BALTIMORE — Baltimore's mayor was emphatic last week: She did not want federal oversight of her police department.
"Nobody wants the Department of Justice to come in here and take over our city," Stephanie Rawlings-Blake declared as the National Guard enforced a 10 p.m. curfew.
But it was hard to find any opposition Wednesday after she softened her tone and asked the U.S. Justice Department to launch a broad civil rights investigation that could eventually force the city to make changes under the oversight of an outside monitor.
The Democratic mayor now says she'll accept outside intervention to rebuild public trust in a city torn by riots over the death of Freddie Gray, a black man who suffered a fatal spinal injury in police custody.
"I am determined not to allow a small handful of bad actors to tarnish the reputation of the overwhelming majority of police officers who are acting with honor and distinction," she wrote in a letter to the new U.S. attorney general, Loretta Lynch.
The mayor's announcement came the day after her closed-door meeting at City Hall with Lynch, who pledged to improve the police department and told faith and community leaders that "we're here to hold your hands and provide support."
Lynch has received the mayor's request and is considering it, Justice Department spokeswoman Dena Iverson said Wednesday.
"I think that's probably a step in the right direction," Republican Gov. Larry Hogan said.
The city's police union and City Council president also welcomed the development.
A key figure who didn't immediately respond was Police Commissioner Anthony Batts, brought in from Oakland, California, by the mayor 2 1/2 years ago to reform the department.
The mayor's request could put Batts' leadership under a microscope. A police spokesman had no immediate response to requests for the commissioner's reaction. An email and a text message were not immediately returned.
Baltimore suffered days of unrest after Gray died April 19 after a week in a coma following his arrest. Protesters threw bottles and bricks at police the night of his funeral on April 27, injuring nearly 100 officers. More than 200 people were arrested as cars and businesses burned.
Baltimore has already been participating in a voluntary Justice Department review, requested by Rawlings-Blake and Batts last fall. It would enable police to implement reforms without a court order or independent monitor.
But City Council President Jack Young said he's been warning since October that police won't change unless they're forced to.
"The police commissioner could have said, 'Well, now, I don't want to do that,' and he didn't have to do it," Young said. "In my opinion, it was a toothless tiger."
The Justice Department also is investigating whether Gray's civil rights were violated, a much narrower review than what Rawlings-Blake sought Wednesday.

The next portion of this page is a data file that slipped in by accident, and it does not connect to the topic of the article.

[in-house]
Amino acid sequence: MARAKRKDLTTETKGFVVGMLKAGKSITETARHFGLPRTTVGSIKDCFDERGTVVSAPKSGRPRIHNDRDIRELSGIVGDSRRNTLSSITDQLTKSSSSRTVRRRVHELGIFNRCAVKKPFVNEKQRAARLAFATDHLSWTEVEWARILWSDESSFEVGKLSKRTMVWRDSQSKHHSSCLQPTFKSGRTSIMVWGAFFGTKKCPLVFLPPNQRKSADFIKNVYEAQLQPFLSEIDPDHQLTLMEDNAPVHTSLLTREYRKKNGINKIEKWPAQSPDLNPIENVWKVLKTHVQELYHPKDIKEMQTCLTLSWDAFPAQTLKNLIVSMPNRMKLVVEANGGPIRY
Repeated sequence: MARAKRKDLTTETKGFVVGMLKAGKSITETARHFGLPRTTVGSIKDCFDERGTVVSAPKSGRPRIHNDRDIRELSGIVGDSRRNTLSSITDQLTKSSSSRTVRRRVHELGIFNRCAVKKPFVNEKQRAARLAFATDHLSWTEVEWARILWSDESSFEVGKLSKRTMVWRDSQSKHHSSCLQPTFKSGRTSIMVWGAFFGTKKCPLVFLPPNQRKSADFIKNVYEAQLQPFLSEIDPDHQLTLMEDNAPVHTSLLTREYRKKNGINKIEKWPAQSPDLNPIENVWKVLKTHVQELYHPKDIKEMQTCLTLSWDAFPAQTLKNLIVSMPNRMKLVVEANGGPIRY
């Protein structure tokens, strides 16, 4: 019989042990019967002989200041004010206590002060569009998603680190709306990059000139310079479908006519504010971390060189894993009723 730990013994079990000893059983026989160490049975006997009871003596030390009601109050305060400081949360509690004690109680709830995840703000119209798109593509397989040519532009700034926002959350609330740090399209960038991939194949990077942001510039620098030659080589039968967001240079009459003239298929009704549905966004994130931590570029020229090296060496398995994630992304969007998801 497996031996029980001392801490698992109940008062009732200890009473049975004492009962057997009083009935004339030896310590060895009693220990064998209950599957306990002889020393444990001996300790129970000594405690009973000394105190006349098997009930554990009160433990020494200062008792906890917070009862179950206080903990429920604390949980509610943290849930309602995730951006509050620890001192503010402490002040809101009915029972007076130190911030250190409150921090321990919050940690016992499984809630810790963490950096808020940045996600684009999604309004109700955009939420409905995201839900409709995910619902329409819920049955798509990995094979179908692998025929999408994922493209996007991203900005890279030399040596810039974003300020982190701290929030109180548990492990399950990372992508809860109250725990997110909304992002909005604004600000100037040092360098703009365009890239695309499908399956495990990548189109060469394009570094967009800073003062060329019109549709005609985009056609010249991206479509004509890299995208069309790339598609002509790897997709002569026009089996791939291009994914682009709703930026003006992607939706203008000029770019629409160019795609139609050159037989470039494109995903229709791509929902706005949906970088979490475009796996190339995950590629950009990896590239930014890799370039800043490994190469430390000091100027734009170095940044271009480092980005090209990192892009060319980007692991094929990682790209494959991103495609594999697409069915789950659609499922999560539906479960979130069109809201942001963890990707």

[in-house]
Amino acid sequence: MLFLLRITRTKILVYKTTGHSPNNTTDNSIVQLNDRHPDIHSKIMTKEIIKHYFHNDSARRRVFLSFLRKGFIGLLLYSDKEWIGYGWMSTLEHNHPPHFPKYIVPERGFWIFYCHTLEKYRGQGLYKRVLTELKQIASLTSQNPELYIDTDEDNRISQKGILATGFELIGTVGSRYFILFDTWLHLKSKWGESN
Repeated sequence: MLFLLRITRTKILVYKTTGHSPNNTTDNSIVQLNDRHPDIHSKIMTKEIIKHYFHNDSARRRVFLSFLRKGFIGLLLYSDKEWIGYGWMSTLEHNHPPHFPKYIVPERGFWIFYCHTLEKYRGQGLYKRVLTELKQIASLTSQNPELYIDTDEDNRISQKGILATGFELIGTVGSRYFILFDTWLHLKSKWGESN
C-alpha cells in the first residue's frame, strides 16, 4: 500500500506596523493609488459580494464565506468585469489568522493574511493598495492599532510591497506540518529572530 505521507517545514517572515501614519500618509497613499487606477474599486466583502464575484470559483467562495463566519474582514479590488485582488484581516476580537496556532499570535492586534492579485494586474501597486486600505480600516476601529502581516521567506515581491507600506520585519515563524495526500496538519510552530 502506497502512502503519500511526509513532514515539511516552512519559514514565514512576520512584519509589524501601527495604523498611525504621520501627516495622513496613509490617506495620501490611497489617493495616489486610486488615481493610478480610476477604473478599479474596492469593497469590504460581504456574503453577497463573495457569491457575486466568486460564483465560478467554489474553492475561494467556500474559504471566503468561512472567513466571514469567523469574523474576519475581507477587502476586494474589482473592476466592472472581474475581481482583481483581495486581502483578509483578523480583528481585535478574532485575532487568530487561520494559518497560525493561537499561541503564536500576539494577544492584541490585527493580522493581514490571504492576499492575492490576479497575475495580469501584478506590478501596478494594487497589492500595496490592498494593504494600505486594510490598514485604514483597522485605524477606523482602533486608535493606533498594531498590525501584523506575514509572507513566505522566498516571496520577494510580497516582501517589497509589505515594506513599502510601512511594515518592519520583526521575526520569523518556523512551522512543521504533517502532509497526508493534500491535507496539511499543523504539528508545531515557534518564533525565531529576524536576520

Meanwhile, six officers face state charges ranging from assault to second-degree murder in Gray's death. At least two of them have filed motions challenging the prosecutor's assertion that Gray was arrested illegally.
The investigation the mayor now wants is a wide-ranging civil-rights probe, examining how police use force, and search and arrest suspects. A similar investigation followed the shooting of an unarmed, 18-year-old black man by a white police officer in Ferguson, Missouri. The department ultimately concluded that Ferguson's police and courts engaged in patterns of racial profiling, bigotry and profit-driven law enforcement, and directed local authorities to make changes. Local authorities still insist they did nothing wrong.
At least 20 police departments have been investigated this way for a variety of suspected systemic misconduct in the past five years, more than twice the number of cases opened in the previous five years, the Justice Department said when it opened the Ferguson inquiry.
Baltimore police union president Gene Ryan said the union also has "issues with many of the current policies and procedures of the department," and pledged to cooperate with any investigation that could lead to improvement in the department and officers' morale.
City Council Member Brandon Scott also welcomed the federal involvement.
"Like they have in most places, they're going to find some things we're doing well, they're going to find some things we're doing not so well, and they're going to have to be stern and hard on our city to correct those," Scott said.
Stephen Rushin, a visiting assistant professor of law at the University of Illinois who is working on a book about police reform, said Rawlings-Blake's announcement shows she's serious about fixing the department. He said mayors don't typically request civil-rights investigations, but it can be smart to embrace them.
"It's to everyone's benefit if it comes up as a collaborative, unified effort to make reform," Rushin said. "If the city feels this is going to happen either way, it's to their advantage to support it."
The Rev. C.D. Witherspoon, who leads the Southern Christian Leadership Conference in Baltimore, said he's been asking for years for the Justice Department to run the city's police force from Washington.
"If this is just a probe and bring forth recommendations, as they have done in the past, that won't be helpful. If they find things that are potentially problematic, I wonder if they will be willing to put the department under receivership and take the reins," Witherspoon said.
White House Press Secretary Josh Earnest said it's up to Lynch to decide what to do next.
"She has a very good understanding of the way that those law enforcement and prosecutorial enterprises should conduct themselves," Earnest said.
Associated Press writers Brian Witte and Juliet Linderman in Baltimore, and Ben Nuckols and Eric Tucker in Washington contributed to this report.